You can try. You can try as hard as you can but however much you attempt to put Madonna down she always manages to spring back and surprise everyone. The start of 1995 saw her at a surprising career nadir. Whilst Take A Bow reestablished her atop the US charts, here it became her lowest charting single ever when it only reached Number 16. Despite reasserting herself with Top 10 hits Bedtime Story and Human Nature all eyes were upon her next release. Here it is, and what a cracker of a record it has turned out to be. Just when you though she was scraping the barrel with a set of tedious minimalist dance grooves she appears with a ballad that ranks as one of the most classic singles she has ever released. With a voice so sweet it is hard to imagine that it belongs to the same self-styled media harlot she blasts her way into the Top 20, although surprisingly enough not into the Top 10 as one would normally expect. All eyes will be trained on her next week as she attempts to score her 36th UK Top 10 hit, a record beaten only by Cliff Richard and Elvis Presley.


Clearly it is the week of the consistent hitmakers. The most successful reggae band of all time return to the charts with their 24th Top 20 hit. Formed at the tail end of the 1970s by brothers Ali and Robin Campbell, the band have effortlessly sailed through the last decade and a half, notching up 16 Top 10 hits and 3 Number Ones along the way. Their singles success tends to come in bursts and whilst the debut position of this hit is impressive enough it is still by no means as commercial as some of their other tracks, something that could well count against it as soon as next week arrives. Nonetheless this heralds another string of hit singles from the band and also comes hot on the heels of Ali Campbells' own solo hits That Look In Your Eye and Let Your Yeah Be Yeah which reached Numbers 5 and 15 respectively earlier this year.

17 YOU DO (McAlmont and Butler)

One of the scariest things I have heard all year was the threat by David McAlmont and Bernard Butler to make Yes their first and last hit single. That track when it was released stood out like a beautiful shining beacon amongst the chart hits of the time, reaching Number 8 in early June. Thankfully the threat was an empty one, and now, after having its release delayed for the best part of a month, comes their second hit. Guess what... it is almost as perfect as the first. Nobody else has ever made soul records like this, featuring an electric guitar amongst the strings and heavenly vocals. That is what makes this project so unique. The tragedy is that the style is so utterly unusual that commercial success may well be hard to come by. Despite this two successive Top 20 hits is impressive enough and a whole album full of this just does my head in to think about it.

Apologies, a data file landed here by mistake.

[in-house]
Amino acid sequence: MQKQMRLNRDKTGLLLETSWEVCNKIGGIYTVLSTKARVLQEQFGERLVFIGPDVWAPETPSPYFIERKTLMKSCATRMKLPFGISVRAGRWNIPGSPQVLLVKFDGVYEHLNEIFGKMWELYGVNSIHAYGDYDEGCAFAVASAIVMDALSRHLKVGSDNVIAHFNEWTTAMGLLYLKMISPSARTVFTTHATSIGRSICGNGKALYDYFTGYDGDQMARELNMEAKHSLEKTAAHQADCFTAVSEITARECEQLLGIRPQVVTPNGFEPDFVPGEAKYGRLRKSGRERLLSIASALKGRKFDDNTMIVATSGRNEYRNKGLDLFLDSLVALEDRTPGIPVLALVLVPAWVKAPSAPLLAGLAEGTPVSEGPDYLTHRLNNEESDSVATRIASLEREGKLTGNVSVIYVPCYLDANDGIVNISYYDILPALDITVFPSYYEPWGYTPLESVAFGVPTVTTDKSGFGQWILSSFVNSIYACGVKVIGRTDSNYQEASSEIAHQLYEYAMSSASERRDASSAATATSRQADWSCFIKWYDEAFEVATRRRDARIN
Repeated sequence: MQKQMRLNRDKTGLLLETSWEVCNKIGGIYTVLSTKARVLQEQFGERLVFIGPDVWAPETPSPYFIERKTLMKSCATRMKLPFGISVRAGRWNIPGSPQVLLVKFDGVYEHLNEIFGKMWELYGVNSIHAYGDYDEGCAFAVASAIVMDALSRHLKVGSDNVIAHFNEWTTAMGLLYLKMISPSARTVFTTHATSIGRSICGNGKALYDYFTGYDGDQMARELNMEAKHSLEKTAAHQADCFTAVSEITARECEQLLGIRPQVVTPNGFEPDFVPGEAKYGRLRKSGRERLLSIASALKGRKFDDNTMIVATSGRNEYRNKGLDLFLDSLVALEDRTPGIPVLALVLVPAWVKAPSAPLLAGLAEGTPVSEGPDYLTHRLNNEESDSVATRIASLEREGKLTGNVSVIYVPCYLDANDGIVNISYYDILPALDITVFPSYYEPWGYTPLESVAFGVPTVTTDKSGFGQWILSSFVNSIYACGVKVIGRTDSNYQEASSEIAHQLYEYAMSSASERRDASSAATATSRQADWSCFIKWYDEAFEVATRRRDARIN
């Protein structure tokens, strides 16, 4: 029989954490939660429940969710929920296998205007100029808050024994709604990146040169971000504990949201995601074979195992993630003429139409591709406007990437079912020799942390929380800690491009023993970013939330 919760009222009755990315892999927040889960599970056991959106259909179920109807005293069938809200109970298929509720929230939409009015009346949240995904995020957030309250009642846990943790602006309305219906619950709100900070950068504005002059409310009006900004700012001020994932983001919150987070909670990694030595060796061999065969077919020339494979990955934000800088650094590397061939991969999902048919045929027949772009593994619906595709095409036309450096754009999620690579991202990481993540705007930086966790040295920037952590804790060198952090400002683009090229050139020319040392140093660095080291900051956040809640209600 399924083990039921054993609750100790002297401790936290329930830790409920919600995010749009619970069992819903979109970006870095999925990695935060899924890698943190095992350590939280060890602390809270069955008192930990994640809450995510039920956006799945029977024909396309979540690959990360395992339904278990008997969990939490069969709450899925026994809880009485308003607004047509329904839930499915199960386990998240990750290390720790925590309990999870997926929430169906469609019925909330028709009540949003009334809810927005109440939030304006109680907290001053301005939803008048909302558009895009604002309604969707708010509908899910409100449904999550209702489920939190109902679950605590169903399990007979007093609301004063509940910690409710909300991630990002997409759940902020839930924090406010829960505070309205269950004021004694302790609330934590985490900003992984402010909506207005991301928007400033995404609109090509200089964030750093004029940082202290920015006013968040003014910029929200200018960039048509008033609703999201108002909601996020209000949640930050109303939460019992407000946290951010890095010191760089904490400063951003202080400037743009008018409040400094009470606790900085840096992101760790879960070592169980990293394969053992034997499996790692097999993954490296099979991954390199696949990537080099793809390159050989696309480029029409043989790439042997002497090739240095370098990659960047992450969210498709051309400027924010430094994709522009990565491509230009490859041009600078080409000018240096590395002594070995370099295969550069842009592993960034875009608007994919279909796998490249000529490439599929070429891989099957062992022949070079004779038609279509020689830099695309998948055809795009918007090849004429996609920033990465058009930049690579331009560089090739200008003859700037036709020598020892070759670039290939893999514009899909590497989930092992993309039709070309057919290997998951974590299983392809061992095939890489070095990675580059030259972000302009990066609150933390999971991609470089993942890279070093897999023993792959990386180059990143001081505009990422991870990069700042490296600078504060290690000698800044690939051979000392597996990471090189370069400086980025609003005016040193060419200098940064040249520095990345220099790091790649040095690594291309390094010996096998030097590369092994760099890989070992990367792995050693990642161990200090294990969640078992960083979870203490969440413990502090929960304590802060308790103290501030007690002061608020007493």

There appears to be little stopping TLC now. Until a couple of months ago they were just another US RnB export but that was before the release of Waterfalls accompanied by the video of the year and a frantic round of promotion. It reached Number 4 and spent a full 12 weeks inside the Top 40, only vanishing from the listing a couple of weeks ago. Now comes the followup, straight in as you would expect to the Top 20. The new single is in pretty much a similar vein but is all the better for it, giving the girls their third Top 20 hit of the year.


MN8 are certainly one of the successes of the year, having first burst onto the charts in February with I've Got A Little Something For You and now being in line for any number of 'best newcomer' awards. This new hit, nothing to do with the old Shirelles song, becomes their fourth hit single but may struggle to match the Top 10 peaks of its predecessors.